Re: [Foucault-L] Genealogy Archaeology Integration

Dear Colleagues:

Perhaps there's an autobiographical and historical reason that
Foucault made the switch from archeology to genealogy: May
'68. In other words, he was dissatisfied with archeology as a
tool for analyzing actual power relations. The failed
revolutionary movement somehow indicated to him that
archeology was, quite simply, insufficiently concrete and too

Not to say that he simply abandoned archeology; for example,
the concept of "effects of truth" illustrates how what is said
and thought actually plays a role in power relations. It's
just that the episteme by itself cannot address what happens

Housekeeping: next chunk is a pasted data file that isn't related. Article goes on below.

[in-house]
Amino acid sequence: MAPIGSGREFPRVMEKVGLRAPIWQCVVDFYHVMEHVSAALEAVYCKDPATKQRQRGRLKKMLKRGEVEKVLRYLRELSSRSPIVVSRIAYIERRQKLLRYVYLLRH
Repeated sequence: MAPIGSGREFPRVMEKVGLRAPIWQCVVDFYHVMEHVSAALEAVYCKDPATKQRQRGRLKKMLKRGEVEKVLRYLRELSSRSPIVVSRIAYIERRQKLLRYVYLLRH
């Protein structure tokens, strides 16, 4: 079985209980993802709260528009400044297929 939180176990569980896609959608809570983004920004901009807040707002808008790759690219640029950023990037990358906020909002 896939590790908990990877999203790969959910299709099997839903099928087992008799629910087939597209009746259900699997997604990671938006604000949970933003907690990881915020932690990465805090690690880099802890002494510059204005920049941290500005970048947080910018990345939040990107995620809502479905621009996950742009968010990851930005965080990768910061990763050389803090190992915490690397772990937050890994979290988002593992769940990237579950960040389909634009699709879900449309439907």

in the world without being supplemented by genealogy.

In addition, one problem with "The Order of Things" is that
there's no clear cause for the epistemic shifts. However,
once we see that the episteme is involved and active in power
games, we have a possible explanation of such shifts. With
the development of a Nietzschean genealogy, the question of
what causes epistemic change is addresses, just as the final
desire to address the subject addresses the question of where
resistance comes from.

By the way, my favorite of Foucault's works remains "The Birth
of the Clinic" precisely because of the mixture of
archaeological and genealogy, knowledge and practice, that
runs through its pages...



Peter Winston Fettner
Department of Philosophy
728 Anderson Hall
Philadelphia, PA 19122
(215) 204-1770

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